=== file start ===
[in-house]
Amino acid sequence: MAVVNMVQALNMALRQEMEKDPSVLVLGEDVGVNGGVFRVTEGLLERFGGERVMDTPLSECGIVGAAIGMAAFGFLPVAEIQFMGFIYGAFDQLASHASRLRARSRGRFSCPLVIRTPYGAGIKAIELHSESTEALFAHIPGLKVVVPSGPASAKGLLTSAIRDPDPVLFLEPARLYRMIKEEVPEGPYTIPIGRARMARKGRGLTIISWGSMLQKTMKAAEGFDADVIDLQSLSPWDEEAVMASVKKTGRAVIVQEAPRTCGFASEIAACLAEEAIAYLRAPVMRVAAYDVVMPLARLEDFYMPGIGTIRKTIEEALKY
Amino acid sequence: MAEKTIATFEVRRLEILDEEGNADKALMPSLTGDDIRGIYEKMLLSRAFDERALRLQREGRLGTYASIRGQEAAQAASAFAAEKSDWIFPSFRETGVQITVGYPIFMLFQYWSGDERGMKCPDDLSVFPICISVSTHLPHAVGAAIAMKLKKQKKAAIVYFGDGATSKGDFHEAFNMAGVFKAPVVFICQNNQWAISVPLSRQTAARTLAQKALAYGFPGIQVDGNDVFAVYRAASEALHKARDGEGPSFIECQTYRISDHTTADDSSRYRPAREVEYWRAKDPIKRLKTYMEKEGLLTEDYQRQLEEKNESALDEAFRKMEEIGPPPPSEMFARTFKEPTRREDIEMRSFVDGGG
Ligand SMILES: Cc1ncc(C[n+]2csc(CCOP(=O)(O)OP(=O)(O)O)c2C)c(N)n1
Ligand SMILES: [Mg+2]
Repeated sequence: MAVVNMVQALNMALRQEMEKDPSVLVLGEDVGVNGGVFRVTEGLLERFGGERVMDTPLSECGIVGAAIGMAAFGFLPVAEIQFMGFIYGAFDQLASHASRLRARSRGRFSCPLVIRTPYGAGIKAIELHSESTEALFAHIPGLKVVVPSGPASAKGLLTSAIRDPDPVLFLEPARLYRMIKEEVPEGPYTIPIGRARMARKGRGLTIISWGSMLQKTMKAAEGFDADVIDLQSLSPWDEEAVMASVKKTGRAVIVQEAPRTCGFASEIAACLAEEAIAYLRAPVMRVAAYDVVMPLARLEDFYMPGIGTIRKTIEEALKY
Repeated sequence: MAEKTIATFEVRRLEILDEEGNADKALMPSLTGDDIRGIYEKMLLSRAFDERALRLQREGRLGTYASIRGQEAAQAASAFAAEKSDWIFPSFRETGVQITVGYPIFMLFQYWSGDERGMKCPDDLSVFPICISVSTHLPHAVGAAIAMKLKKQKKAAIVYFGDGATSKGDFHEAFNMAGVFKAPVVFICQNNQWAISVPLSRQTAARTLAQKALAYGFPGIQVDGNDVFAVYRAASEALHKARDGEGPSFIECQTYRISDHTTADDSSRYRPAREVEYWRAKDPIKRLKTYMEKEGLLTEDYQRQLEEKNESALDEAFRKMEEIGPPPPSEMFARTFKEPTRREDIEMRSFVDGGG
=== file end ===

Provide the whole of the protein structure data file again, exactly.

[in-house]
Amino acid sequence: MAVVNMVQALNMALRQEMEKDPSVLVLGEDVGVNGGVFRVTEGLLERFGGERVMDTPLSECGIVGAAIGMAAFGFLPVAEIQFMGFIYGAFDQLASHASRLRARSRGRFSCPLVIRTPYGAGIKAIELHSESTEALFAHIPGLKVVVPSGPASAKGLLTSAIRDPDPVLFLEPARLYRMIKEEVPEGPYTIPIGRARMARKGRGLTIISWGSMLQKTMKAAEGFDADVIDLQSLSPWDEEAVMASVKKTGRAVIVQEAPRTCGFASEIAACLAEEAIAYLRAPVMRVAAYDVVMPLARLEDFYMPGIGTIRKTIEEALKY
Amino acid sequence: MAEKTIATFEVRRLEILDEEGNADKALMPSLTGDDIRGIYEKMLLSRAFDERALRLQREGRLGTYASIRGQEAAQAASAFAAEKSDWIFPSFRETGVQITVGYPIFMLFQYWSGDERGMKCPDDLSVFPICISVSTHLPHAVGAAIAMKLKKQKKAAIVYFGDGATSKGDFHEAFNMAGVFKAPVVFICQNNQWAISVPLSRQTAARTLAQKALAYGFPGIQVDGNDVFAVYRAASEALHKARDGEGPSFIECQTYRISDHTTADDSSRYRPAREVEYWRAKDPIKRLKTYMEKEGLLTEDYQRQLEEKNESALDEAFRKMEEIGPPPPSEMFARTFKEPTRREDIEMRSFVDGGG
Ligand SMILES: Cc1ncc(C[n+]2csc(CCOP(=O)(O)OP(=O)(O)O)c2C)c(N)n1
Ligand SMILES: [Mg+2]
Repeated sequence: MAVVNMVQALNMALRQEMEKDPSVLVLGEDVGVNGGVFRVTEGLLERFGGERVMDTPLSECGIVGAAIGMAAFGFLPVAEIQFMGFIYGAFDQLASHASRLRARSRGRFSCPLVIRTPYGAGIKAIELHSESTEALFAHIPGLKVVVPSGPASAKGLLTSAIRDPDPVLFLEPARLYRMIKEEVPEGPYTIPIGRARMARKGRGLTIISWGSMLQKTMKAAEGFDADVIDLQSLSPWDEEAVMASVKKTGRAVIVQEAPRTCGFASEIAACLAEEAIAYLRAPVMRVAAYDVVMPLARLEDFYMPGIGTIRKTIEEALKY
Repeated sequence: MAEKTIATFEVRRLEILDEEGNADKALMPSLTGDDIRGIYEKMLLSRAFDERALRLQREGRLGTYASIRGQEAAQAASAFAAEKSDWIFPSFRETGVQITVGYPIFMLFQYWSGDERGMKCPDDLSVFPICISVSTHLPHAVGAAIAMKLKKQKKAAIVYFGDGATSKGDFHEAFNMAGVFKAPVVFICQNNQWAISVPLSRQTAARTLAQKALAYGFPGIQVDGNDVFAVYRAASEALHKARDGEGPSFIECQTYRISDHTTADDSSRYRPAREVEYWRAKDPIKRLKTYMEKEGLLTEDYQRQLEEKNESALDEAFRKMEEIGPPPPSEMFARTFKEPTRREDIEMRSFVDGGG